By Dame Julie Okah Donli
Previously, I wrote about sports trafficking and all its cons. Today, we deal with something that almost succeeded in wrecking the world and bringing it to a halt.
Your guess is as good as mine, COVID-19! The Covid-19 pandemic came with its attendant challenges cutting across all sectors of human endeavors.
One thing that the pandemic has done is to exacerbate situations and make the vulnerable more vulnerable.
Take for instance in the aspect of health, research has shown that elderly people and all those whose immune systems are weak and those with underlying health conditions constitute high risk population and are prone to contracting the virus.
In the sector of economy, with the total lockdown in many countries, many businesses have crashed, many people became homeless and in extreme cases, some countries ran into recession.
Socially, the pandemic still continues to wreak havoc on the psychology of people, driving some people into depression and in some cases attempted suicide. Summarily, the virus has made weak people weaker and the exploited prone to more dangerous exploitation.
It will be totally out of place to think that a pandemic that has so much effect on every sphere of life will not also extend its long arms to human trafficking. Suffice is to say that Covid-19’s global impact presents the opportunity for human trafficking in various forms to flourish.
One may begin to wonder at how a near global lockdown affects human trafficking. Stick with me as I take you through this.
Firstly, poverty, homelessness and greed are some of the triggers behind human trafficking. Now, as a result of the pandemic’s impact on the economy as summarized above, many families who have lost their business, jobs and other sources of livelihood seek refuge in internally displaced persons’ camp, under Bridges and uncompleted buildings.
This situation has exposed many children, men and women to increased risk of domestic exploitation, sexual harassments, etc.
The era of social distancing and virtual meetings, online schools, etc. also avails children and youth the opportunity to spend long hours on the internet.
The absence of parental guidance and monitoring exposes this vulnerable group to websites that are on the prowl for unsuspecting victims to take out of the country.
According to reports, the National Center for Missing and Exploited Children observed an increase from 2 million to 4.2 million reports of online exploitation from March to April 2020.
Also, the total lockdown period that kept many children and adolescents out of school and invariably on the street also gave way for increase in child abuse and maltreatment and sexual exploitation.
Many young people during this period were raped by their guardians and relations. Child abuse, bullying from peer groups and sexual exploitation puts young people at a higher risk of escaping from home and accepting to be trafficked out of the country.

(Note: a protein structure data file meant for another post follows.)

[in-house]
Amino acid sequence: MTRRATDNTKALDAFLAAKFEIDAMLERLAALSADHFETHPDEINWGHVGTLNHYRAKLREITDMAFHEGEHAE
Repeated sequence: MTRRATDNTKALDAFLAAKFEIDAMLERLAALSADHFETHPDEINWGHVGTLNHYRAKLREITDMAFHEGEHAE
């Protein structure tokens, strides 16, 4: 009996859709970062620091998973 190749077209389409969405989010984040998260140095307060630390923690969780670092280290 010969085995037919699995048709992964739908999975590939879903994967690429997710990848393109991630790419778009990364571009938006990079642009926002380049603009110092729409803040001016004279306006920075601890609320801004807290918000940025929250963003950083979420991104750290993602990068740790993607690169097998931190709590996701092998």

For instance, Anna, whose only escape from the travails of life is school, was forced to stay at home as a result of Covid-19 lockdown. Her guardian who does not hesitate to force himself into Anna at any given opportunity has also been asked to stay at home because of Covid-19.
Her aunty, who takes pleasure in inflicting injuries on her body and draining her psychologically cannot also go to her place of business because of Covid-19.
All through the lockdown period, Anna’s body was fed up from not just the constant beating she receives from her aunty but also constant raping from her uncle.
It was as if her aunty and uncle’s way of stifling the anger of Covid-19 economic challenges was causing Anna more pain.
Because of constant physical, emotional and psychological abuse, Anna would always hide her face in shame anytime she walks the street on errand because her peer group and neighbors constantly made mockery of the bruises on her body.
The ‘breakthrough’ came when Anna ran into a disguised human trafficking website where an agent offered to help her escape to a foreign country where her rights and dignity will be protected.
The prospect of escaping from her uncle and his wife thrilled Anna and she secretly began to make plans to run out of the house to the fake agent’s cam
Likewise, those already in trafficking situations have a high risk of contracting the virus. Protecting them against exposure to the virus is very challenging if not impossible.
In forced labour and commercial sex situations, those who are trafficked may not be allowed to wear mask or observe the rules of social distancing.
Trafficked individuals also have no option than to live in neighborhoods with higher rates of infection. Social distancing can also lead to social isolation which may further plunge victims trying to recover down the cliff of mental depression.
The COVID-19 pandemic has escalated situations that may increase the risk of trafficking, obstruct identification of victims and survivors and it makes it difficult for appropriate authorities to promptly respond and help victim’s holistic recovery.
Dame Julie Okah Donli is the new chair of the Board of Trustees of the United Nations Voluntary Trust Fund for Victims of Trafficking in Persons (UNVTF). She was until December 2020, the Director-General of the National Agency for the Prohibition of Trafficking in Persons (NAPTIP).